China’s first corporate debt default in at least 17 years has sparked fear that China’s ‘Lehman’s moment’ is fast approaching.» Read More
Okayama Metal & Machinery has become the first Japanese pension fund to make public purchases of gold, in a sign of dwindling faith in paper currencies. The Financial Times reports.
The trading losses suffered by JPMorgan Chase have surged in recent days, surpassing the bank’s initial $2 billion estimate by at least $1 billion, according to people with knowledge of the losses. The NYT reports.
Despite criticism for pulling its Facebook ads, GM is not changing its stance. The world's largest automaker believes that it is better served not running direct ads on the world's largest social network.
China stocks are due for a technical rebound after sliding for four days but global uncertainties and slowdown worries may keep gains limited.
The United States’ economy could shrink as much as 4 percentage points in the first half of 2013 if Congress fails to address the expiration of $600 billion worth of tax breaks and jobless benefits by the end of this year, according to Goldman Sachs.
China stocks are likely to trade sideways after a three-day losing streak.
While India's economic growth has hit a rough spot, Indonesia has won favor with investors, prompting calls for it to be included among the lineup of top global emerging markets.
China stocks may open higher on Monday, after the People's Bank of China announced Saturday a 50-basis point cut in the banks' reserve requirement ratio (RRR).
Soon after lawmakers finished work on new financial regulations, JPMorgan lobbyists descended on Washington. Their goal was to obtain special breaks that would allow banks to make big bets in their portfolios. The New York Times reports.
A week and a half after dismissing concerns about the risky trades being made by a unit at the bank, top executives in a conference room on the 48th floor of the bank’s Park Avenue headquarters realized they had a problem. The New York Times reports.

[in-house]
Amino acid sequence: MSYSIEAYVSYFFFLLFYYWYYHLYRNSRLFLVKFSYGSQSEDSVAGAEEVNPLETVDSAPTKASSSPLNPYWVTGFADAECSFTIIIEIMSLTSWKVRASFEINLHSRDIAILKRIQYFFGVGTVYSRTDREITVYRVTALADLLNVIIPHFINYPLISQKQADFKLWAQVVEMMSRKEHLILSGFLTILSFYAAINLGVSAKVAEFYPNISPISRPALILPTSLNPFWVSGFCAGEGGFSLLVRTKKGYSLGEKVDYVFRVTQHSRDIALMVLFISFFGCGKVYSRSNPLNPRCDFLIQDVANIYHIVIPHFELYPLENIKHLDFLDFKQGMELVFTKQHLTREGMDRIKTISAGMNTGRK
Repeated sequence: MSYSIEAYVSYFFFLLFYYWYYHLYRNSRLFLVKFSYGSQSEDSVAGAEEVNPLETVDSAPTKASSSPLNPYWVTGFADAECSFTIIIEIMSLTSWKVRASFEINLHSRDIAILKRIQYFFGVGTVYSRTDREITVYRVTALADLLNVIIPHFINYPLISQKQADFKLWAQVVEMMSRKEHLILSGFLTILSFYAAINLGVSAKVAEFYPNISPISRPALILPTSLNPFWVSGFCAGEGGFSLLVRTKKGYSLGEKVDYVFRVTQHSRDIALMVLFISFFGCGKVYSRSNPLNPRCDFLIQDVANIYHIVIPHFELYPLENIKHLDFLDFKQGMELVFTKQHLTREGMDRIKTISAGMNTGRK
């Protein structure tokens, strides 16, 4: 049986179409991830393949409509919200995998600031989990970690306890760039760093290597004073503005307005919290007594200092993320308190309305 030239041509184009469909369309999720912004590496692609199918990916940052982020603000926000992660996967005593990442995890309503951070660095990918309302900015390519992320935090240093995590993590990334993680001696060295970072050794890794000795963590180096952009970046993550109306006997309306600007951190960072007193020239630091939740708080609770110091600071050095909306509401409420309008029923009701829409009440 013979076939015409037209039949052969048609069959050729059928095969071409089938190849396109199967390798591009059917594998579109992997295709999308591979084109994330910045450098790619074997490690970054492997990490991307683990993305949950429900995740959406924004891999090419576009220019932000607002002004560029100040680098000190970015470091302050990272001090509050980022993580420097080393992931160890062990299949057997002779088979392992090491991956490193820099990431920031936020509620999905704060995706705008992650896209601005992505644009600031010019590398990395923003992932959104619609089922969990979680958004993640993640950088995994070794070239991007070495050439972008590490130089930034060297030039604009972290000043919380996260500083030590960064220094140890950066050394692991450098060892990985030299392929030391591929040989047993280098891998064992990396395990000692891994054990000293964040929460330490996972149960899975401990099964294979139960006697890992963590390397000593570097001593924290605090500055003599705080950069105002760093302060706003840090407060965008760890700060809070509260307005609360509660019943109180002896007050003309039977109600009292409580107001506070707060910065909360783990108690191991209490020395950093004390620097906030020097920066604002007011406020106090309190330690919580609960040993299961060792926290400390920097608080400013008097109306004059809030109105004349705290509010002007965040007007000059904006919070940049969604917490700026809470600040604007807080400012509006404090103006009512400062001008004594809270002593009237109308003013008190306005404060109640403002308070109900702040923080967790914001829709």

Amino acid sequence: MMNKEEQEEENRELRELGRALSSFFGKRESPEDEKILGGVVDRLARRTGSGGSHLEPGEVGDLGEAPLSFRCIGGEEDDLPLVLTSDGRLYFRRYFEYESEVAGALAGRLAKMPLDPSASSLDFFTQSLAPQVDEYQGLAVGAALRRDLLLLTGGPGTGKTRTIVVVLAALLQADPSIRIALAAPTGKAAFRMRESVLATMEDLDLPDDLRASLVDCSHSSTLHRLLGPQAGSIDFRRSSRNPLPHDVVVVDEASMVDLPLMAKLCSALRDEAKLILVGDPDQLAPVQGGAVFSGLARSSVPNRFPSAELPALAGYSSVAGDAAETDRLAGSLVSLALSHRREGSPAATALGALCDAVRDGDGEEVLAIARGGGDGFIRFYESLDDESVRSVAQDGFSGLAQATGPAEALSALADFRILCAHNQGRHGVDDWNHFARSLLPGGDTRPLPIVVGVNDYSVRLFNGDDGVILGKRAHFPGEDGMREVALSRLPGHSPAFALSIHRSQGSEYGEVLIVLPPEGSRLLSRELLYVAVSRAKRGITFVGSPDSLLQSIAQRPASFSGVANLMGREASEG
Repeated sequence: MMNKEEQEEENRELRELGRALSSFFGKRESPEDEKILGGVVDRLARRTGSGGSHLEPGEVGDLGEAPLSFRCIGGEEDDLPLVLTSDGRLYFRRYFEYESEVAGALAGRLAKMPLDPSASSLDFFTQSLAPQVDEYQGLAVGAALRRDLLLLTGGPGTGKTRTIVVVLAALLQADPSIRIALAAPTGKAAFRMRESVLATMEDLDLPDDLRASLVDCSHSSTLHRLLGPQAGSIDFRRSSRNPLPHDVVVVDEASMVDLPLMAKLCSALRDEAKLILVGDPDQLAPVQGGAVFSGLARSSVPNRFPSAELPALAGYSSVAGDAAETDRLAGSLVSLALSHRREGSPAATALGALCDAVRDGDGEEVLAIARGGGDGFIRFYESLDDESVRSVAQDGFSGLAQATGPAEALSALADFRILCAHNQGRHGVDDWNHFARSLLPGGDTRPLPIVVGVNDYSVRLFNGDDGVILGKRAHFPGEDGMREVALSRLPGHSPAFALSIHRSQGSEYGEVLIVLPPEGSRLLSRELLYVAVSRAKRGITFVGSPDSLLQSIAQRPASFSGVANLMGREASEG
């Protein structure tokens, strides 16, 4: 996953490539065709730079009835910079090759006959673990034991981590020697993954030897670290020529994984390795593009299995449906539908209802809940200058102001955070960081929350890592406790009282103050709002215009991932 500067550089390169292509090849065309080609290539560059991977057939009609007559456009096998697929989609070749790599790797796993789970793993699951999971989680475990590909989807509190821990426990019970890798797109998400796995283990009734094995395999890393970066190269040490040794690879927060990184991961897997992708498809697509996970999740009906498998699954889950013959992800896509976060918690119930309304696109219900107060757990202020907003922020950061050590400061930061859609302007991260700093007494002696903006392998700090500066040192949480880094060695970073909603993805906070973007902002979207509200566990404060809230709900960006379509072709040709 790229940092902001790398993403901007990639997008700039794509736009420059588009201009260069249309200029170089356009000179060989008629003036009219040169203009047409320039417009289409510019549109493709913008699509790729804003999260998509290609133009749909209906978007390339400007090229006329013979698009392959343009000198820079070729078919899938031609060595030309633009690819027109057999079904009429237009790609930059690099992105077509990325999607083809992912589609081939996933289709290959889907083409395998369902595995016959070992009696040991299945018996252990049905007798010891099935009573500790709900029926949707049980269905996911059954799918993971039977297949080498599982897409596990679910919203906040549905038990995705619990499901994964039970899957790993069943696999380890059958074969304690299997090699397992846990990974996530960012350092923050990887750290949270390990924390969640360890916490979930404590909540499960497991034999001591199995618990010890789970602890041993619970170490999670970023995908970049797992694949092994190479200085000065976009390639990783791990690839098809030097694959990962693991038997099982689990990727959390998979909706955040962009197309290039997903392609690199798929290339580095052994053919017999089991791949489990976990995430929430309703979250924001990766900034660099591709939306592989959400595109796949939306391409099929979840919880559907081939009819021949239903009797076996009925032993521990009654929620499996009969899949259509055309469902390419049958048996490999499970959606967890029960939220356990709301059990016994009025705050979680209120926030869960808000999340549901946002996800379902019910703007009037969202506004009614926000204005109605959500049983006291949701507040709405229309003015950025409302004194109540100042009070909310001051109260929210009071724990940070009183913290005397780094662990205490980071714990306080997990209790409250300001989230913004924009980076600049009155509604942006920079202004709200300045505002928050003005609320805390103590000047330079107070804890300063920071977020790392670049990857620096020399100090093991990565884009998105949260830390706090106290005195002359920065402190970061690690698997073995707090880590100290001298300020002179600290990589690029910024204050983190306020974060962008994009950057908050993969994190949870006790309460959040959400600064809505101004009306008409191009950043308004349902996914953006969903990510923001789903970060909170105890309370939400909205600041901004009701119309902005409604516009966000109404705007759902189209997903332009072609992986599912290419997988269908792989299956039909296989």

Tai Hui, Head of Regional Research, Asia, Standard Chartered Bank, Singapore says that with proper fiscal reforms, an upgrade of Phillipine debt to investment grade is possible.
In America something remarkable is under way: investors are gobbling up government debt at unfavorable rates without needing to be “repressed” at all, says Gillian Tett of the Financial Times.
In a world of large numbers, try wrapping your head around these digits: This year, the world is expected to set a new record with the sale of 80 million cars and trucks. Let me put that into perspective.
China stocks may rebound on Friday, as hopes build that weaker-than-expected data will prompt more pro-growth measures from Beijing.
The Reserve Bank of India’s intervention in the currency market on Thursday is being viewed by some market watchers as a desperate move to prop up the currency in the absence of government policies to boost sentiment among foreign investors.
Former Philippine first lady, Imelda Marcos, was famous for her 2700 pairs of shoes. These days, such symbols of extravagance are rare in Manila. Frugality is now in vogue and the shift in thinking is originating from the top.
Wall Street is starting to sound a little spooked.
Prakriti Sofat, Regional Economist, Barclays says that the Philippines needs more fiscal space in order to boost investment sentiment.
Kenneth Gaw, President and Managing Principal, Gaw Capital Partners says that Asia is no longer leading the world in terms of confidence.
Rajiv Biswas, Senior Director and Asia-Pacific Chief Economist of IHS Global Insight, says a political resolution, rather than an interest rate cut by the Bank of Thailand, would be the real solution to Thailand's economic woes.
With a global recovery on the way, Daphne Roth, Asia Equity Strategist at ABN AMRO Private Banking, says Japan, a late cyclical player, will be able to leverage it, while a weaker yen will provide a further boost.
Analysts continue to question whether bitcoin will be recognized as a currency or remain a payment mechanism. CNBC's Julia Wood reports.